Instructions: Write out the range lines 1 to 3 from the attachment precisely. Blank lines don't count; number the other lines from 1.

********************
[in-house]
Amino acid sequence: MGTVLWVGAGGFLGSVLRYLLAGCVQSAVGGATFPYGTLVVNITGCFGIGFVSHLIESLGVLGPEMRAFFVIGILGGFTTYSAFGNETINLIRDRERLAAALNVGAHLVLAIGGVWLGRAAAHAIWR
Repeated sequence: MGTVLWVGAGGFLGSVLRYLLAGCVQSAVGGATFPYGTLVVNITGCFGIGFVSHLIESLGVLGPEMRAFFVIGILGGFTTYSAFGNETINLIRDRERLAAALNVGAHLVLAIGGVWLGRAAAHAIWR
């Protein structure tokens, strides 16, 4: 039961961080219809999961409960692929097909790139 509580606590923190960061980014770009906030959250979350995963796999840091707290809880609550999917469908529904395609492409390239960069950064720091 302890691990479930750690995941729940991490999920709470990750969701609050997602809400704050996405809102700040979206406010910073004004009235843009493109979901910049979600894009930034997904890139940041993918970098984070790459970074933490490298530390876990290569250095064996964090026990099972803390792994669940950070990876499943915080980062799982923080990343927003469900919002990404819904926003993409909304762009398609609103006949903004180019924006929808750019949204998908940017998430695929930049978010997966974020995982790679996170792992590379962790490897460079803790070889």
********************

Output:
[in-house]
Amino acid sequence: MGTVLWVGAGGFLGSVLRYLLAGCVQSAVGGATFPYGTLVVNITGCFGIGFVSHLIESLGVLGPEMRAFFVIGILGGFTTYSAFGNETINLIRDRERLAAALNVGAHLVLAIGGVWLGRAAAHAIWR
Repeated sequence: MGTVLWVGAGGFLGSVLRYLLAGCVQSAVGGATFPYGTLVVNITGCFGIGFVSHLIESLGVLGPEMRAFFVIGILGGFTTYSAFGNETINLIRDRERLAAALNVGAHLVLAIGGVWLGRAAAHAIWR